“We definitely go the extra mile to make sure that kosher is really kosher,” Mr. Folger said.

For instance, all whole eggs — used in about 90% of Beigel’s baked goods — are cracked and separated in-house. To keep up with demand, an automatic system breaks about 100 eggs per minute that are then individually inspected and even separated before they flow into 40-lb pails. “One person is there to make sure that there is no blood in the egg, which is very important to keeping kosher,” Mr. Gordon pointed out. “That’s what we mean by ultra-kosher. It’s what we mean by offering authenticity to our customers.”

Overall, however, the bakery’s complete portfolio consists of nearly 1,000 items that are as culturally diverse as the patchwork of residential neighborhoods that surround the plant, which makes everything from its top-selling challah bread and hamburger and hotdog buns to traditional boiled bagels and even crusty French baguettes. A couple dozen distributors working exclusively for Beigel’s supply fresh products to corner grocers, supermarkets, restaurants, schools, nursing homes, universities, hotels, caterers, airlines, sports stadiums, vending and other institutions.

“We like to maintain the quality of a mom-and-pop shop that has just grown up,” Mr. Folger explained. “We have the plusses of an old bakery around the corner. We do so many items, and there is quite a bit of handwork like we used to do in the old bakery. We like to consider ourselves a one-stop shop for our customers.”

While production flows in a relatively straight line from ingredient handling through packaging to maximize efficiencies, the facility’s biggest asset is its freezer capacity. Beigel’s added 5,000 sq ft to the building and built a 100-pallet freezer to provide ample storage capacity to supply large retail chains and other new customers, which now account for 60% of the company’s sales volume.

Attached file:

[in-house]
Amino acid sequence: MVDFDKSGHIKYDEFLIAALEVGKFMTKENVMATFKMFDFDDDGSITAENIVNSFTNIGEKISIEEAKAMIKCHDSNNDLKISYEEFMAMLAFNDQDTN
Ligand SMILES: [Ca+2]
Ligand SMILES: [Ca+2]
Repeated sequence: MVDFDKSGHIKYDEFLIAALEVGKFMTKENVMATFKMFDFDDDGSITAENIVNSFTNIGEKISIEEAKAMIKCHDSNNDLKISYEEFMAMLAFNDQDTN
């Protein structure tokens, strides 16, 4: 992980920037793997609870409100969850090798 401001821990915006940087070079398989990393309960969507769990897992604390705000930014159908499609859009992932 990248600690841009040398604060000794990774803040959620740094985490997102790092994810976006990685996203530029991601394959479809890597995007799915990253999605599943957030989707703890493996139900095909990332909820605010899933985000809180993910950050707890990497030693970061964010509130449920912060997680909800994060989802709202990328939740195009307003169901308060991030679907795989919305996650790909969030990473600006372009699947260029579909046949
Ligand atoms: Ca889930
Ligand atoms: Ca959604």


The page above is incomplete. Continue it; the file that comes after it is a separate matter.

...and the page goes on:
Beigel’s also installed a 90- by 20-ft cake and a 25- by 60-ft bread freezer. Those two systems help streamline production by supporting longer production runs of niche products. They also hold unfinished products that allow the company to bake off bread or rolls in case of a surge in demand or hand-decorate a cake for a last-minute special order.

The contrast between the old and new operations still amazes Bill Lehault, senior bakery consultant, WBL Consulting, who collaborated with Beigel’s to transform the warehouse — a former beer distribution center — into a food-grade operation.

“When I came here two years ago, it was kind of mind-­boggling as to what they produce,” said Mr. Lehault, who continues to advise the bakery on operations, food safety certification and new product development. “Because of the number of products it makes, it has to be a semi-automated operation. Even so, the hardest thing is scheduling because Beigel’s distributes a lot of fresh product every day. It doesn’t carry a lot of inventory, so it needs to use the freezers to streamline production throughout the week. Few people operate at a level that this kosher bakery does.”